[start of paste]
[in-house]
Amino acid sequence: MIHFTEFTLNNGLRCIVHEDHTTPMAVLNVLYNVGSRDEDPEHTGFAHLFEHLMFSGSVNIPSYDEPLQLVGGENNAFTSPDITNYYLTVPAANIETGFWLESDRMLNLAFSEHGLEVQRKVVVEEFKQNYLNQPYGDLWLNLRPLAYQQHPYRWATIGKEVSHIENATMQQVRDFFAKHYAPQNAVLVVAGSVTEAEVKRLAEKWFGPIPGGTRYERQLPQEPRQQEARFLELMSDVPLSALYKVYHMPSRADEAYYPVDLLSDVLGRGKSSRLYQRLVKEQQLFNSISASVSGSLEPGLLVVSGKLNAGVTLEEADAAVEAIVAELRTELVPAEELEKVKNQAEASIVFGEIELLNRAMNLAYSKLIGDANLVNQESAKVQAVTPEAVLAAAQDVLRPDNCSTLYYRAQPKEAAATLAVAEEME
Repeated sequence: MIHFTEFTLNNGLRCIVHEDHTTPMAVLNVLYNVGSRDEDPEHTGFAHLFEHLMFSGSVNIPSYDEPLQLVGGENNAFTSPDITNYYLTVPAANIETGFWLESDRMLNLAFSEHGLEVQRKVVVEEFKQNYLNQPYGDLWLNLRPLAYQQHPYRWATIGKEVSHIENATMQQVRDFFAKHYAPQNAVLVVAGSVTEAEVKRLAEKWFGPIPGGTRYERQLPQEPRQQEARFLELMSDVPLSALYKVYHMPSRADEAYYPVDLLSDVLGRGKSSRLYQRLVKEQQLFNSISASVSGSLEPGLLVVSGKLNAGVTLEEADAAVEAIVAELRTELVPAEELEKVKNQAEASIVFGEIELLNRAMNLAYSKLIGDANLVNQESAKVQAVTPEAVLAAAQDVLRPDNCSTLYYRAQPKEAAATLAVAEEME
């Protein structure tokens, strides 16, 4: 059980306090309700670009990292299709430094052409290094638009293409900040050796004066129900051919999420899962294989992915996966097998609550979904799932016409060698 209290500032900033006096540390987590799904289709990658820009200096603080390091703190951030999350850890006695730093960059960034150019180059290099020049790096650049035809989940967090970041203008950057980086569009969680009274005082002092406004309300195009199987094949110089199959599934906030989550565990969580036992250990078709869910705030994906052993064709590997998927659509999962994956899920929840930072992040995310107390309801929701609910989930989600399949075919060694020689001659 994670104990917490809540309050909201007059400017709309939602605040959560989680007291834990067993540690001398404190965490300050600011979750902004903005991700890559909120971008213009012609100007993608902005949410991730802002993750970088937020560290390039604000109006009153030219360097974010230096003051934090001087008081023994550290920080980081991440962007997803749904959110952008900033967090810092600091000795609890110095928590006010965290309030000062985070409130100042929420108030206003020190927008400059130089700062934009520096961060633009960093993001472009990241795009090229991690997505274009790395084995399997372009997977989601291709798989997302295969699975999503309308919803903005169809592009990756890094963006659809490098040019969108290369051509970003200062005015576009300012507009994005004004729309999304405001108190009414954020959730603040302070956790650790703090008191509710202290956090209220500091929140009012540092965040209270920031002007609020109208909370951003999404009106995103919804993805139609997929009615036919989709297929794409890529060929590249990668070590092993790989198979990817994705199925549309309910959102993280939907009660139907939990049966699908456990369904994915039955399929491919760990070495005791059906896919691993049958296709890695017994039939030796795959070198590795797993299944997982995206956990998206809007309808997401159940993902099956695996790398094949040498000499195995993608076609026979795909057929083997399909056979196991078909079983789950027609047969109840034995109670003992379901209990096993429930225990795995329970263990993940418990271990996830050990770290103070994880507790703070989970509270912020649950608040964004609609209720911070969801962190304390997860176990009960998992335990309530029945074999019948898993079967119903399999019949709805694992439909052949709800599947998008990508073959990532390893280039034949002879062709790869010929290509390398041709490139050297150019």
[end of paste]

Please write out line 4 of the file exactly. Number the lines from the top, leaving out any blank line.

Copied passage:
């Protein structure tokens, strides 16, 4: 059980306090309700670009990292299709430094052409290094638009293409900040050796004066129900051919999420899962294989992915996966097998609550979904799932016409060698 209290500032900033006096540390987590799904289709990658820009200096603080390091703190951030999350850890006695730093960059960034150019180059290099020049790096650049035809989940967090970041203008950057980086569009969680009274005082002092406004309300195009199987094949110089199959599934906030989550565990969580036992250990078709869910705030994906052993064709590997998927659509999962994956899920929840930072992040995310107390309801929701609910989930989600399949075919060694020689001659 994670104990917490809540309050909201007059400017709309939602605040959560989680007291834990067993540690001398404190965490300050600011979750902004903005991700890559909120971008213009012609100007993608902005949410991730802002993750970088937020560290390039604000109006009153030219360097974010230096003051934090001087008081023994550290920080980081991440962007997803749904959110952008900033967090810092600091000795609890110095928590006010965290309030000062985070409130100042929420108030206003020190927008400059130089700062934009520096961060633009960093993001472009990241795009090229991690997505274009790395084995399997372009997977989601291709798989997302295969699975999503309308919803903005169809592009990756890094963006659809490098040019969108290369051509970003200062005015576009300012507009994005004004729309999304405001108190009414954020959730603040302070956790650790703090008191509710202290956090209220500091929140009012540092965040209270920031002007609020109208909370951003999404009106995103919804993805139609997929009615036919989709297929794409890529060929590249990668070590092993790989198979990817994705199925549309309910959102993280939907009660139907939990049966699908456990369904994915039955399929491919760990070495005791059906896919691993049958296709890695017994039939030796795959070198590795797993299944997982995206956990998206809007309808997401159940993902099956695996790398094949040498000499195995993608076609026979795909057929083997399909056979196991078909079983789950027609047969109840034995109670003992379901209990096993429930225990795995329970263990993940418990271990996830050990770290103070994880507790703070989970509270912020649950608040964004609609209720911070969801962190304390997860176990009960998992335990309530029945074999019948898993079967119903399999019949709805694992439909052949709800599947998008990508073959990532390893280039034949002879062709790869010929290509390398041709490139050297150019």